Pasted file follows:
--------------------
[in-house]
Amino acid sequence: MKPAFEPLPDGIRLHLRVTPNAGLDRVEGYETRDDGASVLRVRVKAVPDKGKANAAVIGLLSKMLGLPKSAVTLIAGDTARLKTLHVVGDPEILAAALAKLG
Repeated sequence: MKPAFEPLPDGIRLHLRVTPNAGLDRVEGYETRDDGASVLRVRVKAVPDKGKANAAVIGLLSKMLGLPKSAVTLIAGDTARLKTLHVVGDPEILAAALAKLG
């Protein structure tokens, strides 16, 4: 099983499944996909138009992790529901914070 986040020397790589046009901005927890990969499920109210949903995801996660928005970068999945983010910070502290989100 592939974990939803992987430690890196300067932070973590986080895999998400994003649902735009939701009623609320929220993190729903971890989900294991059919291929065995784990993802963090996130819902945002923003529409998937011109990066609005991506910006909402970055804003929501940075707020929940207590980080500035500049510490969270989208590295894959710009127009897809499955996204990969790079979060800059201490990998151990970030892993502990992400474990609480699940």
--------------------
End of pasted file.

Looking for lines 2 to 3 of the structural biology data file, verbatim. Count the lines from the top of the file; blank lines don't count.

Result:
Amino acid sequence: MKPAFEPLPDGIRLHLRVTPNAGLDRVEGYETRDDGASVLRVRVKAVPDKGKANAAVIGLLSKMLGLPKSAVTLIAGDTARLKTLHVVGDPEILAAALAKLG
Repeated sequence: MKPAFEPLPDGIRLHLRVTPNAGLDRVEGYETRDDGASVLRVRVKAVPDKGKANAAVIGLLSKMLGLPKSAVTLIAGDTARLKTLHVVGDPEILAAALAKLG